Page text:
In my two most recent posts, Always Learning and Coders at Work, I talked about my personal and professional need to keep learning. My most recent addition to my development arsenal has been Python. Why I considered learning the language a success, I didn’t really feel that it a significant amount of new materials and features. As a result, I have chosen to dive into the functional programming language Erlang.
The book, Coders at Work was published at a very ideal time for me. I was pretty comfortable with my progress towards learning Python last year, and have been looking around for another language to start tooling around with on my computers. The book seemed like a good opportunity to get a peak into the minds of a select group of coders and see what they might have to say on the matter.
I have been using my mod_python Mako handler for several months now in my personal projects. For the most part, I have been very happy with Mako and am finding it extremely useful. One issue I have had to wrap my head around has been the inability to halt template execution cleanly. A common practice in many a website has been to flush the current output buffer, display the required authentication information with a form or a redirect, and then end the request—making authentication required on a page of content.
One of the more interesting challenges I have faced with WordPress is offering custom pages. These could be pages such taking a survey, asking a question, or suggesting a topic. Previously, I had gone about coding these kinds of pages by just sticking the php file in the web root. The problem with that strategy is twofold. The page cannot be disabled without going to the file system. The page also doesn’t respect theme changes cleanly.
After spending a good portion of the day with Chris and Xander out in the Chicago heat, I let them know that Dad would be taking care of dinner tonight. I remembered that we had a pork tenderloin roast in the freezer, so I got an idea. Little did I know just how good it would turn out!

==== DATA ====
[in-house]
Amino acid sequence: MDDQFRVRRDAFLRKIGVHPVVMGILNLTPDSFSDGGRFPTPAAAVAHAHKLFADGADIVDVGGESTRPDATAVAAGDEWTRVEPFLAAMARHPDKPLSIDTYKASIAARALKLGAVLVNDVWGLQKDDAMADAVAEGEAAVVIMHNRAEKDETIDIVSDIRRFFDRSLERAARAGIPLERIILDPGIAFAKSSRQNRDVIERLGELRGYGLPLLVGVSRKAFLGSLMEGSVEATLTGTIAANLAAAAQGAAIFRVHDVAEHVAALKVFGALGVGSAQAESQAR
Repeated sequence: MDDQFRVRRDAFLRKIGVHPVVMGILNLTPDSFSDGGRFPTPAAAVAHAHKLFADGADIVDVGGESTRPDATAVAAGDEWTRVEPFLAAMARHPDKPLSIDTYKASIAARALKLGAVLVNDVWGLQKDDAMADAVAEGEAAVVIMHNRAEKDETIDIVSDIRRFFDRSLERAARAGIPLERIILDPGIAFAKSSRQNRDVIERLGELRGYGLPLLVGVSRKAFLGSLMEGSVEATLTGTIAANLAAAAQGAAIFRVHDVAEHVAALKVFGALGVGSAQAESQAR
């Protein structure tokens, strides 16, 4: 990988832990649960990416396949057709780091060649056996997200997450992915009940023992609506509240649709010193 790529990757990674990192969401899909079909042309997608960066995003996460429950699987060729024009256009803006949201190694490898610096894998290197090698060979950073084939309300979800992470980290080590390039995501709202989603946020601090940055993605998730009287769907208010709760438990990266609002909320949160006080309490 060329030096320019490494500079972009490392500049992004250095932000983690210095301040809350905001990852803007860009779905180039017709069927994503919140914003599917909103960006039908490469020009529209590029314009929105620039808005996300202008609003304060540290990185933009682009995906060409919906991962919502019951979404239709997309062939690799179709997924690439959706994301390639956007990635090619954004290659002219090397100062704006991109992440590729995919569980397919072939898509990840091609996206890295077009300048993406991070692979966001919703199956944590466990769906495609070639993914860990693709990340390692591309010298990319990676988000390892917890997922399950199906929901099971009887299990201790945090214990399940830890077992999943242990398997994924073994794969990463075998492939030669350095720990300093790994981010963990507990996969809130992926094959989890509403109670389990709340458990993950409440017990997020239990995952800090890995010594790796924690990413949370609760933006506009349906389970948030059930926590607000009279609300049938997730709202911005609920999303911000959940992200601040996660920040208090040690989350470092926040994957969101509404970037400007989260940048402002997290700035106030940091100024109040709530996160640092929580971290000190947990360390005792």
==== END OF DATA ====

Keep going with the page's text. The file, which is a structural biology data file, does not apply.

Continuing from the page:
I have a friend that wants to update a banner on his WordPress blog homepage without changing the template files. I tell him I’d be glad to help him out and start working on a plugin that provides a custom administration page to allow for this. As I am a firm believer in the power of a lazy coder to get things done faster and better, my first thought was: “Why don’t I just see if I can hijack the ‘Select Image From Gallery’ page to do this?” that process for my own ends shouldn’t take me but a few minutes…and a lot less time than trying to build my own media selector. Like nearly all the content on my site, if you are reading this, I wasn’t able to find my answer elsewhere.
Once again, my WordPress friends had to hit me up for some help. These are the same friends that I helped with a Custom Field Search Plugin. They have been maintaining a community site, SuccessNet Online™, and an email mailing list of several hundred thousand participants for Business Networking International.
In my previous post on implementing a custom field search in WordPress, I showed how to modify the internal SQL LIKE search that is the default search engine of WordPress. There are other search engines that WordPress can make use of, most notably Sphinx Search.
I think it is safe to say that my personal goal of learning and using Python this winter has been a huge success! I have now found myself hard at work on a large Python-based project in my spare time and investigating issues that I haven’t been able to track down much documentation on. How to use Memcached in conjunction with SQLAlchemy was one of those issues.